Jacob Rees-Mogg, if you'd lived my life, you would know that calling Brexit negotiations 'cretinous' isn't OK

James Moore
Jacob Rees-Mogg referred to the post-Brexit proposals put forward by Theresa May, which would potentially deliver a soft Brexit, as 'completely cretinous'

Was it a surprise to see Jacob Rees-Mogg using a word like “cretinous” (or “completely cretinous”, to be precise) to describe the post-Brexit customs plans put forward by his leader Theresa May?

Sadly, no. To my mind, Rees-Mogg is one of the nastiest politicians to have emerged from these islands.

He might be impeccably groomed, with a nice line in the sort of haberdashery Saville Row turned out for the well-bred gentleman of a century and a half ago, but he’s also living proof that being the scion of a fancy family is no guarantee of class.

What’s really troubling about this affair is not so much the depths plumbed by this man – who, remember, is still seen by many as a future leader of the Tory Party – but how little reaction his use of the term has provoked.

My esteemed colleague John Rentoul was an exception in being good enough to call out his lack of class on Twitter last night, while highlighting the etymology. To quote: “Late 18th century: from French crétin from Swiss French crestin ‘Christian’ (from Latin Christianus), here used to mean ‘human being’, apparently as a reminder that, though deformed, cretins were human and not beasts.”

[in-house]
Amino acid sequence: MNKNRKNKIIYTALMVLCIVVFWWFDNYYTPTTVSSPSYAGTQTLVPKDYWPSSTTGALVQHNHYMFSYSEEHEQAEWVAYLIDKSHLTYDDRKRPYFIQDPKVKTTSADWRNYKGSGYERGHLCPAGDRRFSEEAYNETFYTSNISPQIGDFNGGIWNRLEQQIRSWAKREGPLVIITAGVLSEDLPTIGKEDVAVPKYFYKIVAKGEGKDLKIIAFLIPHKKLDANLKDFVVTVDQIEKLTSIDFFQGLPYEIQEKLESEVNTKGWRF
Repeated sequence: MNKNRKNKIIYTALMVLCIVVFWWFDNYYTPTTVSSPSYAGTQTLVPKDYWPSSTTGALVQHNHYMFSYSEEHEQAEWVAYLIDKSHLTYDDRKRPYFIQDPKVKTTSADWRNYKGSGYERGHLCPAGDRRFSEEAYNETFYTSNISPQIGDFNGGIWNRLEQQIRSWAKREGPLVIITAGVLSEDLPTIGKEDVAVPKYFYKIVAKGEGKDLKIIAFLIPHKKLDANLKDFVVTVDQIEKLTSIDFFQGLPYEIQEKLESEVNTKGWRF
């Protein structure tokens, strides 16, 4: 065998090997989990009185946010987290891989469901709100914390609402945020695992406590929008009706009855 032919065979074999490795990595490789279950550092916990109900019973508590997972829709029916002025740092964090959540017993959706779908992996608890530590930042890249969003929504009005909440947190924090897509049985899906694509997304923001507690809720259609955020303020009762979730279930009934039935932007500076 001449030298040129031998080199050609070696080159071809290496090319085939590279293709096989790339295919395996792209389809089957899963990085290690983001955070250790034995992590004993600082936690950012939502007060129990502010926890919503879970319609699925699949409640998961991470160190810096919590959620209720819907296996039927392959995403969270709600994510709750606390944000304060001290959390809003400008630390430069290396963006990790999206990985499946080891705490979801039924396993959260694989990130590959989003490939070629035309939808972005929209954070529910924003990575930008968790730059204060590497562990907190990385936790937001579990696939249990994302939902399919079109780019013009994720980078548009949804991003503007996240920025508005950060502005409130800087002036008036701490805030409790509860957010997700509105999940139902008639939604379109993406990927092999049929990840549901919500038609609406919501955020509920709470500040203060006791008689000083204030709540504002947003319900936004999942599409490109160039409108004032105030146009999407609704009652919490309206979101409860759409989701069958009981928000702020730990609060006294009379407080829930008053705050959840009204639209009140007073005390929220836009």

The attitudes that led to it being adopted, and then adapted, as a means of insulting one’s opponents are enough to make you shudder.

The trouble is that they haven’t disappeared. They are alive and well in modern Britain, and it doesn’t take much for them to bubble up from under the surface.

Disabled people are still viewed in many quarters as less than human, burdens on the state, the objects of either pity or derision.

Hate crimes are depressingly common, the bullying by a brutal government bureaucracy a regular occurrence, casual discrimination a daily one.

I get the frustration people have with the interminable debates over the “correct” use of language. Fighting for equality, for an end to the abuse of minorities and the discrimination they face, is a far more worthwhile exercise.

I also believe that when mistakes are made, and recognised as such, that should be the end of the matter.

I’m thinking here of the fuss when Benedict Cumberbatch unfortunately used the word “coloured” while he was actually arguing for more opportunities for non-white actors.

But this does not appear to have been a mistake. It certainly hasn’t been called as such.

The problem with it is that the casual use of abusive terms like “cretinous”, like “spazz” or “retard”, helps to facilitate and normalise the mistreatment I have referred to.

When you are seen as suitable for such terms of abuse then people will abuse you. Take it from this “cripple” who has been on the receiving end.

I had to put up with a man performing an impromptu impression of my jerky and uncoordinated movements in the middle of a tube carriage while the rest of the passengers studiously looked at their phones. I have plenty of friends who have told me similar stories, and worse.

My criticism of this man is thus not an appeal for a “safe space” or an attack on free speech or an attempt to impose censorship. Ditto the media’s indulgence of it (beyond John’s there has been nary a mention of the problem with Rees-Mogg’s crass insult other than in the context of the Tory party’s internal wrangling).

It is informed by the unpleasant reality that I and others face. It is an attack on someone who has indulged in the sort of behaviour that ought not to be acceptable in polite company, or impolite company, much less public life.